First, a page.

Archaeological activities at the cemetery, located near Nanchang, capital of Jiangxi, started in 2011. More than 10,000 cultural relics, including gold, bronze and jade artifacts, have been unearthed so far. Now you can embark on a virtual tour arranged by the Jiangxi Provincial Museum to appreciate 922 artifacts excavated from the royal cemetery.
This photo shows a corner of a pit in Xi'an, Shaanxi Province, where the Terracotta Warriors were found by archaeologists. [Official website of the Emperor Qinshihuang's Mausoleum Site Museum]
6. A 360-degree virtual tour of Terracotta Army
The Emperor Qinshihuang's Mausoleum Site Museumin Xi'an, capital of Northwest China's Shaanxi province, has rolled out a virtual tour of its world-famous Terracotta Army, enabling visitors to enjoy a 360-degree panorama of the eighth wonder of the world from the comfort of home.
With a 20 billion-pixel resolution panoramic view, visitors can take a "walk" among the warriors in two of the four sites, pits one and three, to have a closer look than would be possible in person at the more than two-millennia-old statues.
This photo shows a tri-color figure and horse, depicting a common scene on the ancient Silk Road in Tang Dynasty (618-907). [Official website of the Gansu Provincial Museum]
7. Exhibition highlights Gansu's role in ancient Silk Road
Situated along the historic trading network Silk Road, Northwest China's Gansu province served as a crossroads for the country and Central Asia. The temples, Buddhist art, and tombs left behind by merchants, travelers, and artists made Gansu one of the most culturally rich provinces in China.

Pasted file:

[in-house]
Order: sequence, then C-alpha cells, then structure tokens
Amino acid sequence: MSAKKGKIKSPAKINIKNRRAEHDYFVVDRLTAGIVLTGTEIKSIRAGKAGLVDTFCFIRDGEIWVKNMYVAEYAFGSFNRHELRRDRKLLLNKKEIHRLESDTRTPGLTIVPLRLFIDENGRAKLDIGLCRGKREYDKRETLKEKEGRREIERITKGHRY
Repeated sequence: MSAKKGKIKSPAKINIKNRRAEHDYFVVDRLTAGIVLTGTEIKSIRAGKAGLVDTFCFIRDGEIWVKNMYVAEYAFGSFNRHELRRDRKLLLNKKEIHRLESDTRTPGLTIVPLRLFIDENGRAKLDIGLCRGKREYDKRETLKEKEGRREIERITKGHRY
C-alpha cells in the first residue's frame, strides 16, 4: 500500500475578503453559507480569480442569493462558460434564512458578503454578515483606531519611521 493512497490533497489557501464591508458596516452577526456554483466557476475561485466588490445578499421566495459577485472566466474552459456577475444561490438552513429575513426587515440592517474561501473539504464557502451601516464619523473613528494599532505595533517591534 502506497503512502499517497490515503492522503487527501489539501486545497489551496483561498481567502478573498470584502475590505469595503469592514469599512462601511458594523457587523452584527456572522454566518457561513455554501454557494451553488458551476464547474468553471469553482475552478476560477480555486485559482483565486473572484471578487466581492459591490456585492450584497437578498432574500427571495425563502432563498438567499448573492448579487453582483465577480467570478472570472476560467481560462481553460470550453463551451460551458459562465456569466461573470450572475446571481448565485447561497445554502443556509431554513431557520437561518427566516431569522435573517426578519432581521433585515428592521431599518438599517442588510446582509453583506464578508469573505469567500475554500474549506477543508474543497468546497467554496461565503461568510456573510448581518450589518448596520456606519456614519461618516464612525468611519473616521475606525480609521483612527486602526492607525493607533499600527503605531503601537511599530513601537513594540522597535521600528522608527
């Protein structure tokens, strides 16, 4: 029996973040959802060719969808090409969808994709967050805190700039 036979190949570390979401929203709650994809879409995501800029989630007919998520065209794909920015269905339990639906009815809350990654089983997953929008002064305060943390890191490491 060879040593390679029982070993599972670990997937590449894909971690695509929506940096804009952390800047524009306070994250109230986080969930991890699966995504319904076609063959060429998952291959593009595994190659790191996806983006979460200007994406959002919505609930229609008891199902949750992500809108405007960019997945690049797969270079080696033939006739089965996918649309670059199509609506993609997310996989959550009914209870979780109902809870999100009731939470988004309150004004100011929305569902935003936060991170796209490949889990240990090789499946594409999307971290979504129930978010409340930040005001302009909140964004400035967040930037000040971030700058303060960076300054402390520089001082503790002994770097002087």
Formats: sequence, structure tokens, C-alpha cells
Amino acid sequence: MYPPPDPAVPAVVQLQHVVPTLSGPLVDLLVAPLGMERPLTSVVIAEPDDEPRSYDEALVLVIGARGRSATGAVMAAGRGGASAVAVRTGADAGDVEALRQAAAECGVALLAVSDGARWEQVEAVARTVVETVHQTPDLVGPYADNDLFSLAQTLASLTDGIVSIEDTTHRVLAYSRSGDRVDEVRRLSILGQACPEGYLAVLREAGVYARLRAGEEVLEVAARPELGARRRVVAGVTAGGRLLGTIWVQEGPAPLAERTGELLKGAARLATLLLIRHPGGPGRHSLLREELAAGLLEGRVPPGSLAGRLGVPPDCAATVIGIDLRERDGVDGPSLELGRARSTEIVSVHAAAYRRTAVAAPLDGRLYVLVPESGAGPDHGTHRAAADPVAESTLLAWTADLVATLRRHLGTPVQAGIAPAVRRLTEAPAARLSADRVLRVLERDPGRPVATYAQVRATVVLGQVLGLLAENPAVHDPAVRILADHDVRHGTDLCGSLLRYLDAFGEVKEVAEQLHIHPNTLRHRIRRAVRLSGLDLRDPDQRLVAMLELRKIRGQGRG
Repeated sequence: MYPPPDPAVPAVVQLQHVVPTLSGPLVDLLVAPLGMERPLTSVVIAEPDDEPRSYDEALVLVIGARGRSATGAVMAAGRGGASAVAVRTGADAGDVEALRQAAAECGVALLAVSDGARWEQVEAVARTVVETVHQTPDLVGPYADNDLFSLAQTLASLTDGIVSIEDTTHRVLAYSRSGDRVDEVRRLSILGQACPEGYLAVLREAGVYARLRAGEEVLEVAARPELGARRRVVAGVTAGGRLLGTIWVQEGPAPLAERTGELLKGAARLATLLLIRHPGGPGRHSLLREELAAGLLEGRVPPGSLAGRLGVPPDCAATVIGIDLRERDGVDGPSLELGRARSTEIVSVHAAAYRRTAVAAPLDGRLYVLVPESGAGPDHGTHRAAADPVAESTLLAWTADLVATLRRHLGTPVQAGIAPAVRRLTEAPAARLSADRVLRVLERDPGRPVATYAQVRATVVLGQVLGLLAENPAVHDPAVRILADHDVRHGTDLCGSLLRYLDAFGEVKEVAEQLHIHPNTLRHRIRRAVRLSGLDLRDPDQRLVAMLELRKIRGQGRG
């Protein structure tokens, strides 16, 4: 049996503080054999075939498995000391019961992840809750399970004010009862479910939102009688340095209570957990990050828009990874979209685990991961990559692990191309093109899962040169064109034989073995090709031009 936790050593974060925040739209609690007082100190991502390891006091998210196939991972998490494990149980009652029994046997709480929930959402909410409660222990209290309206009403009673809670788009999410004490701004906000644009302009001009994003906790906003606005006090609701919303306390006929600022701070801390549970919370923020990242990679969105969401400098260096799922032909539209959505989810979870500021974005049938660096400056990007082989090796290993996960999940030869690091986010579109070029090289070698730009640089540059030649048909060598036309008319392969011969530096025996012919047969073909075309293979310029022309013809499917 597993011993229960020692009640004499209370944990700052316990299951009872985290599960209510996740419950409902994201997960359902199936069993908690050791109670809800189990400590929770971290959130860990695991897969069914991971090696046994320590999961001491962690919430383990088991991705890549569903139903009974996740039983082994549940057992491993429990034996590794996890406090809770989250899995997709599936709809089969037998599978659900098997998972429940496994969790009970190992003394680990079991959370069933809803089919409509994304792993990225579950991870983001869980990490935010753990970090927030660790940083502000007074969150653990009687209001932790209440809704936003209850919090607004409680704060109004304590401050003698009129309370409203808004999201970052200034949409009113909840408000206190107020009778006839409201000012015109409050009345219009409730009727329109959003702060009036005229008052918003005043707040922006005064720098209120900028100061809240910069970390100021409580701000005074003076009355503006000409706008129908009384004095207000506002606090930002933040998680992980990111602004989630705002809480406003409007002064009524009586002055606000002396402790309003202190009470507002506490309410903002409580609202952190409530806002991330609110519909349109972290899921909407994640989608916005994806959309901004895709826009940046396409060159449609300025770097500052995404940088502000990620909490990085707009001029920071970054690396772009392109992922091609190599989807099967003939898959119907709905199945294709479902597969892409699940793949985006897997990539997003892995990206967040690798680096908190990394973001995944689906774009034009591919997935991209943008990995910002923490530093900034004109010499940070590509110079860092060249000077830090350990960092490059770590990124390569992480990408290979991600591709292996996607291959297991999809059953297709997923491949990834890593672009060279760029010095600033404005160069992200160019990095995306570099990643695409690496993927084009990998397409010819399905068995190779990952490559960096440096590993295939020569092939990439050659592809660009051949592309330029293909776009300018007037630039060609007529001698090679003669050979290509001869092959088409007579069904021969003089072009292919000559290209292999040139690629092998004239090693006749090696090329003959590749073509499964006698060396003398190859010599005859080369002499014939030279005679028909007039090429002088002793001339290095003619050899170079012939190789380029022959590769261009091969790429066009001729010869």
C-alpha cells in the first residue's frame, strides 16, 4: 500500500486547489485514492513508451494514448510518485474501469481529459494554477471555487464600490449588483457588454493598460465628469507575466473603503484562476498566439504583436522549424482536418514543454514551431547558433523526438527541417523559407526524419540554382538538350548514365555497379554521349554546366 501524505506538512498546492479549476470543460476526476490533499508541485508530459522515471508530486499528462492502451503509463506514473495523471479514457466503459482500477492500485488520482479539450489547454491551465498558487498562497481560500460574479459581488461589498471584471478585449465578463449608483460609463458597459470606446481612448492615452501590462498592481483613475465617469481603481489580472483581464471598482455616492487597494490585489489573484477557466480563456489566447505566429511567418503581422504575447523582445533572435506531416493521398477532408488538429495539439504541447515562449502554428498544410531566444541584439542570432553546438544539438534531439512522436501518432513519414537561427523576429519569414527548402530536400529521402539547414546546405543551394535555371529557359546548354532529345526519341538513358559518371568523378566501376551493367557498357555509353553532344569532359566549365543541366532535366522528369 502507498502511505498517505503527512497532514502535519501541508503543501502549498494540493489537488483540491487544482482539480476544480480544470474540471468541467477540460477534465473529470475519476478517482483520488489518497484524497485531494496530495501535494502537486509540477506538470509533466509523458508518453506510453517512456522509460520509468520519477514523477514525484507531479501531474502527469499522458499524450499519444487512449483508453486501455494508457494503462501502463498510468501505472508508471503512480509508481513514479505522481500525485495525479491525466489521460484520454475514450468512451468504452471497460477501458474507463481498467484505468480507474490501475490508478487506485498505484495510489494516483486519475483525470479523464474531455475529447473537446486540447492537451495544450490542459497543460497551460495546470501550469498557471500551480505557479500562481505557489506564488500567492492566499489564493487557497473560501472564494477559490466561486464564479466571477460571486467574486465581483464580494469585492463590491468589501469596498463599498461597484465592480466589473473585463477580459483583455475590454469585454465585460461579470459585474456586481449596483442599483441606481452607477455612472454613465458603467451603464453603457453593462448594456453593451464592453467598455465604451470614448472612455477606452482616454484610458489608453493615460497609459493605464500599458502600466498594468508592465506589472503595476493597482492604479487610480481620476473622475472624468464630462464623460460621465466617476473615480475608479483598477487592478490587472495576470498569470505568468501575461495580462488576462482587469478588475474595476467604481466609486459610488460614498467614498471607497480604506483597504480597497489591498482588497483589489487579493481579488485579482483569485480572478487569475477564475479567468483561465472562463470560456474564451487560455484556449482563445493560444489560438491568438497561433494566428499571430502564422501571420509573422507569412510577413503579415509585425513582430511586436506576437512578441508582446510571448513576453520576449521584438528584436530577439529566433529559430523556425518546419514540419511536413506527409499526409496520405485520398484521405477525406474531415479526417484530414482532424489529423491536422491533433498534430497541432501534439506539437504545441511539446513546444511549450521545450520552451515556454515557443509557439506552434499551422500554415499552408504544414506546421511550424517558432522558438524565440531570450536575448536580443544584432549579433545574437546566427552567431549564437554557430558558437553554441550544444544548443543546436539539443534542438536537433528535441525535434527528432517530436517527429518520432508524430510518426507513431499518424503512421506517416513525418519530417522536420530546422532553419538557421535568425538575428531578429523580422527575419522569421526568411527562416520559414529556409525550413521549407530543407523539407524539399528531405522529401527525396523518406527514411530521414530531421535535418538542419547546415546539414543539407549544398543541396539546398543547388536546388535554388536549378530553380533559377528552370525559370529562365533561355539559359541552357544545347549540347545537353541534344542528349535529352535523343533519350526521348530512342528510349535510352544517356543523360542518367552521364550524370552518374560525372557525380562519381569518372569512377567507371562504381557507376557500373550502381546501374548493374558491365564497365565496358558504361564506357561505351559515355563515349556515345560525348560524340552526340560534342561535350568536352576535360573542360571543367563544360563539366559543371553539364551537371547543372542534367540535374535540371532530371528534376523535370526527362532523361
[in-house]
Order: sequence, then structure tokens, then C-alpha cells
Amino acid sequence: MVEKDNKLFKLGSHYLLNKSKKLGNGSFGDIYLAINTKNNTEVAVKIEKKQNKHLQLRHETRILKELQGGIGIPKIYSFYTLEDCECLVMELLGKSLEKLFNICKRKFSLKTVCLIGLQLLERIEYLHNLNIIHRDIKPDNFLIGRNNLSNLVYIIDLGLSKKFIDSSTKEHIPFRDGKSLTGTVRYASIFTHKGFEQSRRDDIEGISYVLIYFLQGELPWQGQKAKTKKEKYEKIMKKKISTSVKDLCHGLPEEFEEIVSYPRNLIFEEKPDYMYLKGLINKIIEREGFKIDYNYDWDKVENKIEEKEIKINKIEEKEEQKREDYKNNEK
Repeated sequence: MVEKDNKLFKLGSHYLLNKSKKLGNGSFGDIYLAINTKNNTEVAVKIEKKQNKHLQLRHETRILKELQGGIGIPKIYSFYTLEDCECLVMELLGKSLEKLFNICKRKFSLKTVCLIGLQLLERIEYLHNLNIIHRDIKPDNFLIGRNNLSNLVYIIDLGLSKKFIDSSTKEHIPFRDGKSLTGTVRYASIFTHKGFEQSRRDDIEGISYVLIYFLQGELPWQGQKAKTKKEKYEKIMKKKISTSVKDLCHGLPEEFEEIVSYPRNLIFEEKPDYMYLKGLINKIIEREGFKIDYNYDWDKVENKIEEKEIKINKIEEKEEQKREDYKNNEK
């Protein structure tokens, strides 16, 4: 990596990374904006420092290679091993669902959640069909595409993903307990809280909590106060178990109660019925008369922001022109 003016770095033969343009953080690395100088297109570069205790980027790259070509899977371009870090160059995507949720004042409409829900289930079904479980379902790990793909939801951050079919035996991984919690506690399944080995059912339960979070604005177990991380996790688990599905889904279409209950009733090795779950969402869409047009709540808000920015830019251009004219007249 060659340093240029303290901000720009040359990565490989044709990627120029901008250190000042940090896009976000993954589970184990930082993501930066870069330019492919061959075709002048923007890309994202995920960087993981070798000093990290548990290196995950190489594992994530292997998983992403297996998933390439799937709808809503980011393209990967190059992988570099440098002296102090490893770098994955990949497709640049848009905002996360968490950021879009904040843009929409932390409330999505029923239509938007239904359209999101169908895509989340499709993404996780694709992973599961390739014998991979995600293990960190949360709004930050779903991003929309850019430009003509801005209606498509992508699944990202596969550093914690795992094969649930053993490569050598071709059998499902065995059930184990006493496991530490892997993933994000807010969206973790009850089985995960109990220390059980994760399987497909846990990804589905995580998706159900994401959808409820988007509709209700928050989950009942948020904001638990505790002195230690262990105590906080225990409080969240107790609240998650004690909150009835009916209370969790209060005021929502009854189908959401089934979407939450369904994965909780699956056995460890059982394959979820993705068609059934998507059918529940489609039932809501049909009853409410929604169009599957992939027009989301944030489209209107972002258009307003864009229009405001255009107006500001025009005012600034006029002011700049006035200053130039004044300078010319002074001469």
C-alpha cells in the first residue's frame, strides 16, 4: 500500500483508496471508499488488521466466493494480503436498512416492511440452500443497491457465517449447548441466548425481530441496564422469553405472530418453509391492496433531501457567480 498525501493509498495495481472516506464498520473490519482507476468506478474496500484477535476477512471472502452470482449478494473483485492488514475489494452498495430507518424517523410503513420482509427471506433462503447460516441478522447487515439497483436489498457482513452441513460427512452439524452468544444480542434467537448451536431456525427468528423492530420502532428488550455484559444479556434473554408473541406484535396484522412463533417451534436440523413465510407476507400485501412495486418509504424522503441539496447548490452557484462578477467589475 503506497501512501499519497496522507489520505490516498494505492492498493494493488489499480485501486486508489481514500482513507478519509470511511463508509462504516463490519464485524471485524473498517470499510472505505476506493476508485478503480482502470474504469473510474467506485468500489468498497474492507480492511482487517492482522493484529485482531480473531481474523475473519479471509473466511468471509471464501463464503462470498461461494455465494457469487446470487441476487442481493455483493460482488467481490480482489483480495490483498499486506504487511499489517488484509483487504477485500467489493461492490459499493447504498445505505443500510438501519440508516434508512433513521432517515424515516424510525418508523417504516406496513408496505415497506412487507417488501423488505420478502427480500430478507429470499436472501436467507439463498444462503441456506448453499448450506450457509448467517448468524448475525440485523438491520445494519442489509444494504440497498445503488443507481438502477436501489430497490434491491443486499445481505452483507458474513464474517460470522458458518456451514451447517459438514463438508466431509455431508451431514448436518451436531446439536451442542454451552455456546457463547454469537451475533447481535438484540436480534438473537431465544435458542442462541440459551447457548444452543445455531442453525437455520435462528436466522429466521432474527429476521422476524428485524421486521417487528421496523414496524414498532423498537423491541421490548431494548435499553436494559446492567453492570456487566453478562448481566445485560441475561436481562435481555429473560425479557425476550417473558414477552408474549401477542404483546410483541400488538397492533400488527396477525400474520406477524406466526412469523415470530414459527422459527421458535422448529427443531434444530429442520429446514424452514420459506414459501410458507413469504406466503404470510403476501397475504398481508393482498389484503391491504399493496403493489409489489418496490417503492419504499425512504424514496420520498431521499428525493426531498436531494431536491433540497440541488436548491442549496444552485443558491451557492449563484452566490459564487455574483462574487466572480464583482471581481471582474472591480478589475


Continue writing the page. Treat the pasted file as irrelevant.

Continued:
Now the Gansu Provincial Museum is showcasing its cultural treasures conceived by the Silk Road through more than 420 artifacts, including bronzeware, silk embroidery, tri-colored glazed pottery of the Tang Dynasty (618-907), and blue-and-white porcelain of the Yuan Dynasty (1271-1368).
A screenshot of the official website of Digital Dunhuang. [Digital Dunhuang]
8. Marvel at the majesty of Mogao Grottoes
Want to appreciate the majestic, mysterious Dunhuang murals to your heart's content? Just head to the website of Digital Dunhuang, where you can have a 360-degree virtual tour of 28 of the Mogao Grotto caves, a UNESCO World Heritage Site, and two of the Yulin Grottoes.
With several clicks, a total of 4,430 square meters of murals in the 30 classic Dunhuang caves constructed over 10 dynasties will come alive before your eyes, thanks to the efforts the Dunhuang Academy has made over past three decades to digitalize the millennium-old caves.
The gilded bronze Changxin Palace Lantern is an iconic piece from the Han Tombs in Mancheng County. [Official website of the Hebei Musuem]
9. Treasures of Han Dynasty: The Han Tombs in Mancheng County
In 1968, the discovery of the Western Han (206 BC-25 AD) tombs of Prince Liu Sheng, son of Emperor Jing and his consort Dou Wan in Mancheng County, North China's Hebei Province, rocked the world of archeology. As one of the top 10 archaeological discoveries in China in the 20th century, the tombs contain over 2,700 burial objects, dominated by exquisite bronzeware and ironware. Iconic objects unearthed from the tombs include two sets of intact jade armor sewn with gold thread, the gilded bronze Changxin Palace Lantern, and an elaborate gold-inlaid furnace.
Now you can embark on a virtual tour organized by the Hebei Museum to explore the treasures that demonstrate the splendid culture and advanced craft techniques of the Western Han Dynasty.
Part of a painting on show at Meet the Tang Dynasty Again [Official Website of the Liaoning Provincial Museum]
10. Have a virtual encounter with Tang Dynasty
When it comes to the most brilliant times in ancient Chinese history, few would not give their votes to the Tang Dynasty (618-907), an era characterized by openness, inclusivity, prosperity and poetry. Meet the Tang Dynasty Again, hosted by the Liaoning Provincial Museum, showcases 100 cultural artifacts related to the flourishing era.
Among them, 56 are from the museum's core collection and 44 are on loan from museums and cultural institutes such as the Palace Museum, the National Library of China and the Shaanxi History Museum. With paintings and calligraphy being the two main threads, the exhibition offers visitors a chance to explore the answer to the question of how great the Tang Dynasty was.